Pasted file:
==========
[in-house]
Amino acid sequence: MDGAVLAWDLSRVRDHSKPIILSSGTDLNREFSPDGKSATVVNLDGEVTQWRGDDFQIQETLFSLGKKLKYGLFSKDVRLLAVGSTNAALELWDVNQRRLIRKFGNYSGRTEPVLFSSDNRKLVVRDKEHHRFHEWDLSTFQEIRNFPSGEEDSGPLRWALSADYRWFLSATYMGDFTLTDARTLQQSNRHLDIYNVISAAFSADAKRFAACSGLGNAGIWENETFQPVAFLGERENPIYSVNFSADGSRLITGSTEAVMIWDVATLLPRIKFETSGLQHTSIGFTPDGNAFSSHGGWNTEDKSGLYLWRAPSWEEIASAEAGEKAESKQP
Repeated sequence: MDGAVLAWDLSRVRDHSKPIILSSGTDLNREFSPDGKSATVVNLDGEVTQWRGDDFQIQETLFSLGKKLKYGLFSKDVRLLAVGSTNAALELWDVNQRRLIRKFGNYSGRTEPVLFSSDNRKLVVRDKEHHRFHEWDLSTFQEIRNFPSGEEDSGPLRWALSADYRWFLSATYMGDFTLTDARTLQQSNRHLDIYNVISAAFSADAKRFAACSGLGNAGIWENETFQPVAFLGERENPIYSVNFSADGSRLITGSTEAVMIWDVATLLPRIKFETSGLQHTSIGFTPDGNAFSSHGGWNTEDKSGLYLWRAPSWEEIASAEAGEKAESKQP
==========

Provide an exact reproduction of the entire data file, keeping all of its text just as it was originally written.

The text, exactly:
[in-house]
Amino acid sequence: MDGAVLAWDLSRVRDHSKPIILSSGTDLNREFSPDGKSATVVNLDGEVTQWRGDDFQIQETLFSLGKKLKYGLFSKDVRLLAVGSTNAALELWDVNQRRLIRKFGNYSGRTEPVLFSSDNRKLVVRDKEHHRFHEWDLSTFQEIRNFPSGEEDSGPLRWALSADYRWFLSATYMGDFTLTDARTLQQSNRHLDIYNVISAAFSADAKRFAACSGLGNAGIWENETFQPVAFLGERENPIYSVNFSADGSRLITGSTEAVMIWDVATLLPRIKFETSGLQHTSIGFTPDGNAFSSHGGWNTEDKSGLYLWRAPSWEEIASAEAGEKAESKQP
Repeated sequence: MDGAVLAWDLSRVRDHSKPIILSSGTDLNREFSPDGKSATVVNLDGEVTQWRGDDFQIQETLFSLGKKLKYGLFSKDVRLLAVGSTNAALELWDVNQRRLIRKFGNYSGRTEPVLFSSDNRKLVVRDKEHHRFHEWDLSTFQEIRNFPSGEEDSGPLRWALSADYRWFLSATYMGDFTLTDARTLQQSNRHLDIYNVISAAFSADAKRFAACSGLGNAGIWENETFQPVAFLGERENPIYSVNFSADGSRLITGSTEAVMIWDVATLLPRIKFETSGLQHTSIGFTPDGNAFSSHGGWNTEDKSGLYLWRAPSWEEIASAEAGEKAESKQP